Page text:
Bye-Bye, 9 to 5: Ohio dealer builds online sales division from home

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On a typical day, Brittany Roush will manage parts and accessories sales, answer customer questions, fill orders, process billing, and any marketing tasks that often are assigned to retail managers. The only difference, however, is Roush does 90 percent of her duties from home.

“I started as in accessories sales at the store,” the Internet manager for Rick Roush Motor Sports says. “When I got pregnant with my daughter, I didn’t want to give up working, but I wanted to spend more time with her.” Rick Roush, Brittany’s father, decided that starting an online offshoot of his parts and accessories wing would be the answer. The result has been an average of $40,000 per month in sales — which is especially positive during the winter months, when the riding season in Ohio screeches to a halt.

“We’ve got a lot of people checking out our website,” Roush says. “Probably 50 percent of parts and accessories sales are from online.”

Marketing, of course, is key to these successful sales numbers. Roush spend an ample amount of time tending to the Facebook page, email alerts and even posting in online riding forums. Mainly, these are various forms of inexpensive word-of-mouth marketing.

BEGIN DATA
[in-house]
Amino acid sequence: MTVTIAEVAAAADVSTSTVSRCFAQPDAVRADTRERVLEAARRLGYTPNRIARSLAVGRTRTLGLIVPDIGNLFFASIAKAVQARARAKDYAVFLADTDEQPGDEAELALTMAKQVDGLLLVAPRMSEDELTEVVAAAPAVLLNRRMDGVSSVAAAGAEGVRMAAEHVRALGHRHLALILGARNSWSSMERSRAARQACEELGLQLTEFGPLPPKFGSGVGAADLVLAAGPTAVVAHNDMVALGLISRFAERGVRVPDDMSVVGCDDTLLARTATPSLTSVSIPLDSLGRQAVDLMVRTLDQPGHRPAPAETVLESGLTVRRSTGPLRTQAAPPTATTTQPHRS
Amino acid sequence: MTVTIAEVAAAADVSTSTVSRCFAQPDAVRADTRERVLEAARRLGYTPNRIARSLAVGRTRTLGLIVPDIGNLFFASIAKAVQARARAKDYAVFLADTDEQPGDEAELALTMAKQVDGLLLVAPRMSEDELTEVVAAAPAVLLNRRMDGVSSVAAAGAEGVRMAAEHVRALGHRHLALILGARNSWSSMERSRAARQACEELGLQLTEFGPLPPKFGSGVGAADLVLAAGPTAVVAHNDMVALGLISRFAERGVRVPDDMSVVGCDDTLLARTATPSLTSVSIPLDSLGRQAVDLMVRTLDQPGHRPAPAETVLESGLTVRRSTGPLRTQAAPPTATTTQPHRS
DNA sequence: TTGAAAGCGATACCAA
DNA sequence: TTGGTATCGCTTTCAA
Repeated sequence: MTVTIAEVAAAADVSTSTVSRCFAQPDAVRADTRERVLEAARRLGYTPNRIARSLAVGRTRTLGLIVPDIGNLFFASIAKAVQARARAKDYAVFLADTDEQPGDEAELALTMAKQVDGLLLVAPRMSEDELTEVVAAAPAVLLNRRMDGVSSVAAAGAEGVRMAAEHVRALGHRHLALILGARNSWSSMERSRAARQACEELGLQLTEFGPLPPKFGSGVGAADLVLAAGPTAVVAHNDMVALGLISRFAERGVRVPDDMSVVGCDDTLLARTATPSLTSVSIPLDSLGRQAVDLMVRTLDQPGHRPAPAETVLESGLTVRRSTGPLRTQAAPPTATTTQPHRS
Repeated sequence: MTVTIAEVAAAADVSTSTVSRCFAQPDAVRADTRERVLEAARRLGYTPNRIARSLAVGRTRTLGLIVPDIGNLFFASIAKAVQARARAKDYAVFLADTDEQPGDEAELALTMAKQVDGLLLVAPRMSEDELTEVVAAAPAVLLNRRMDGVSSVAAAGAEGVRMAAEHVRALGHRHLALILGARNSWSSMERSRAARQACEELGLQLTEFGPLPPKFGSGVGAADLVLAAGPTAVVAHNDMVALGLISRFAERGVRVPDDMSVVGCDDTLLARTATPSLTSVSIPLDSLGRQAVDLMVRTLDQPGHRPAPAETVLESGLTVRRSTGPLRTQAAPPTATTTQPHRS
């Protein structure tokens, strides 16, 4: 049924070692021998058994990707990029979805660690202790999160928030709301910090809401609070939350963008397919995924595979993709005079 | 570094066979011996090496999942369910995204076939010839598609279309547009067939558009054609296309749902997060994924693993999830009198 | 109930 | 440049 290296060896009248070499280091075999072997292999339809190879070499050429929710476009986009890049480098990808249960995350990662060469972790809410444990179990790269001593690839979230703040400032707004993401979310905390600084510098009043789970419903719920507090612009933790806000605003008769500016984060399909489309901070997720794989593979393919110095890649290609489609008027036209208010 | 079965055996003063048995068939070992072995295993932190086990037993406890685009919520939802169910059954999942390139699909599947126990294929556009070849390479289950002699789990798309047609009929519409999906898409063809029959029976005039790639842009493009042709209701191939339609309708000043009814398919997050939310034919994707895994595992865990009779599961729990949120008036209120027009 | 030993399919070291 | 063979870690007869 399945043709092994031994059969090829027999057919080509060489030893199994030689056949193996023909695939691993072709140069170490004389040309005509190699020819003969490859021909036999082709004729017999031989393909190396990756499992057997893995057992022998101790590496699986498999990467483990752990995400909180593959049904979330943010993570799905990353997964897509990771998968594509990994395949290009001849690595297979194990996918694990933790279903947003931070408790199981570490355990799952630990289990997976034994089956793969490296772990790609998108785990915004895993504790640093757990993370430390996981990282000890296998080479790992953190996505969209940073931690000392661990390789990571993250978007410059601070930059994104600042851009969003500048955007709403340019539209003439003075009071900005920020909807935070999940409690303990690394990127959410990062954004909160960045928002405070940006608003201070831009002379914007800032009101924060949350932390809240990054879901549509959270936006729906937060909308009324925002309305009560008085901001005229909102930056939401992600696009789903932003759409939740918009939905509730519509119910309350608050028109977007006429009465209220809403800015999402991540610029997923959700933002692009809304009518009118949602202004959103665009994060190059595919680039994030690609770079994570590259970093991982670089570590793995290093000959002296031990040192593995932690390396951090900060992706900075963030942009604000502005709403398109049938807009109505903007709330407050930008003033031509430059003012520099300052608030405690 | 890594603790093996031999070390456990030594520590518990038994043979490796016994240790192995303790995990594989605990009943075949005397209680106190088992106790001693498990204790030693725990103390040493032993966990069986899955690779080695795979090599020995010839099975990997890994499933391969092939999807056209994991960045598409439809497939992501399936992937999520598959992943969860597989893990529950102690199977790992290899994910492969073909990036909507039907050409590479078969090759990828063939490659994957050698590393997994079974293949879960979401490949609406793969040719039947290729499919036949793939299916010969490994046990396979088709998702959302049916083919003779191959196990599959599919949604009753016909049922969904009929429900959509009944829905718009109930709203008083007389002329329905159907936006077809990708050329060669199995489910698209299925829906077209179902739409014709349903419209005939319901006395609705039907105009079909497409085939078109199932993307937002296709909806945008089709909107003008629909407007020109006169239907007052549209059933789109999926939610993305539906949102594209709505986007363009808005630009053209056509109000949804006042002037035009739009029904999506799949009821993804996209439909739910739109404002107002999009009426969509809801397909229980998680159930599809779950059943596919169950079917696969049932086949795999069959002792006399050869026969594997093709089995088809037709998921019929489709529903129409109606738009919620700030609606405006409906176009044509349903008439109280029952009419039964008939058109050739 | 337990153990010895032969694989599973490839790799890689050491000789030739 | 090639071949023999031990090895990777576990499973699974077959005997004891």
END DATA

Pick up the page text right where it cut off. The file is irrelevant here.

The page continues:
“It’s always nice to have the Facebook page, since Facebook tends to be really popular,” Roush says. “We started doing coupon codes for [Facebook fans], where they’ll receive an exclusive coupon from us.” Roush says that the simple act of Facebook tagging can have a profound effect on sales. “If there’s a customer of ours who has 600 Facebook friends, and they tag us in a post, it’s kind of like advertising,” she says. “So that helps spread the word about our website.”

Roush also has been known to give out special coupons to customers who post positive feedback about the store in online forums. “They’ll send us a link to the review,” Roush says. “And we’ll give them a coupon code.”

Another tactic that Roush uses to draw in customers is listing products at discounted prices. “We discount the MSRP through the website to compensate for the shipping the customer has to pay,” Roush says. Though dealers may hesitate to do this, Roush says that the volume of sales the website brings in makes up for it.

This story originally appeared in the Dealernews November 2011 issue.